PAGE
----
The particular focus of the project will be on documenting and explaining urban-rural differences in staying-on rates. The first step is to define urban and rural areas. A straightforward dichotomous split may prove too simple, and allowance should be made for the fact that ‘some rural areas are more rural than others’. We plan to use the 6 point definition of rural areas based on local authority classifications available on Defra’s website , namely ‘Major Urban’, ‘Large Urban’, ‘Other Urban’, ‘Significant Rural’, ‘Rural – 50’ and ‘Rural – 80’.
As well as documenting the post-16 staying-on rate in each type of area, the more challenging aspect of the project will be to explain such differences. The economic theory of human capital acquisition suggests that an individual’s decision to participate in post-compulsory education is an investment decision, which compares the current costs of undertaking the education (for example tuition costs, travel costs, foregone earnings) to the expected future stream of benefits such as higher wages and better job prospects. Thus, any factor that affects an individual’s expected costs or benefits can also be expected to influence whether or not the individual participates in post-16 education. Furthermore, if such factors occur unevenly across rural and urban areas, then there is the potential for post-16 participation rates to differ between such areas. In addition to the economists’ theories of costs and benefits, we should also consider more sociological theories that describe education as an aspirational good, and so subject to the aspirations of the individuals involved.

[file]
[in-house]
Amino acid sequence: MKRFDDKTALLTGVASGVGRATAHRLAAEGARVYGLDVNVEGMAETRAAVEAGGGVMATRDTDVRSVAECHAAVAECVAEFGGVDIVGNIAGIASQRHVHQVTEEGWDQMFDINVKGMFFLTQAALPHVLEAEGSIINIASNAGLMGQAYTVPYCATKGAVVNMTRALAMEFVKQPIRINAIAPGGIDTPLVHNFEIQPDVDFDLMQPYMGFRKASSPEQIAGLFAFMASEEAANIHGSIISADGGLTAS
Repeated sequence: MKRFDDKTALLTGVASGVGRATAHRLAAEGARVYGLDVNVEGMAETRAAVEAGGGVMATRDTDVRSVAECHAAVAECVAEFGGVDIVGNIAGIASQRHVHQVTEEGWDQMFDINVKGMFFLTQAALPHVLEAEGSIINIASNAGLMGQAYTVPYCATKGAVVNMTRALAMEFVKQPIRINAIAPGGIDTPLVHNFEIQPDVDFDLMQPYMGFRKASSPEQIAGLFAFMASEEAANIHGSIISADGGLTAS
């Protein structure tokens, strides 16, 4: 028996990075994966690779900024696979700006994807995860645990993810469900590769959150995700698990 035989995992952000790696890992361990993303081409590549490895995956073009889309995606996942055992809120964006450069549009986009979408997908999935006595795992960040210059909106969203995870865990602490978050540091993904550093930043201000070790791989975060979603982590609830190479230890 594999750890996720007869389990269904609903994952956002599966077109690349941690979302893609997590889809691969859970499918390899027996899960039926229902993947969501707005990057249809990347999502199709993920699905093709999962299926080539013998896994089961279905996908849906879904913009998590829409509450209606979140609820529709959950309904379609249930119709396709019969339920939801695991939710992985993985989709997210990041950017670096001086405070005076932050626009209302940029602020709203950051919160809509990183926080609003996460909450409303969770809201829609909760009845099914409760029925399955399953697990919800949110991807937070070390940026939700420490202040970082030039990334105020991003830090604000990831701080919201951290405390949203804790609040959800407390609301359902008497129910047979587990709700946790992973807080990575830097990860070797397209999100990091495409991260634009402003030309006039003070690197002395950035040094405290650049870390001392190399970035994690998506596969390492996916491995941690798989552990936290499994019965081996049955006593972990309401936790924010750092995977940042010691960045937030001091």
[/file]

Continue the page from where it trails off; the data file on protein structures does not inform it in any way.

Given the above, we can group the potential explanations of differences in staying-on rates between rural and urban areas into two types. The first is that the characteristics of individuals living in rural and urban areas differ, and it is these differences in characteristics that explain their varying likelihoods of staying-on post-16. Previous research has shown that prior success in GCSE results, and socio-economic (family) background, are amongst the key determinants of the staying-on likelihood . Relating these factors back to the human capital investment theory of costs and benefits, it can be argued that the cost of further study will be lower for those with better GCSE results (in terms of required investment in books, tutors and the psychological costs of having to study), while the probability of success in further study will be higher, and so the likelihood of obtaining the future rewards less uncertain. Similarly, the socio-economic background of the family can influence the staying-on decision, since the pressure to work rather than engage in further study will be lower in wealthier families. In addition, individuals’ aspirations to study may be influenced by their parents’ own educational attainment or current occupational status, again leading to the prediction of a higher likelihood of post-compulsory participation amongst children from wealthier backgrounds. Thus, if young people in rural areas have, say, higher levels of GCSE attainment, and come from, on average, wealthier families, than young people in urban areas, then this might at least partly explain any differences in their post-16 staying-on rates.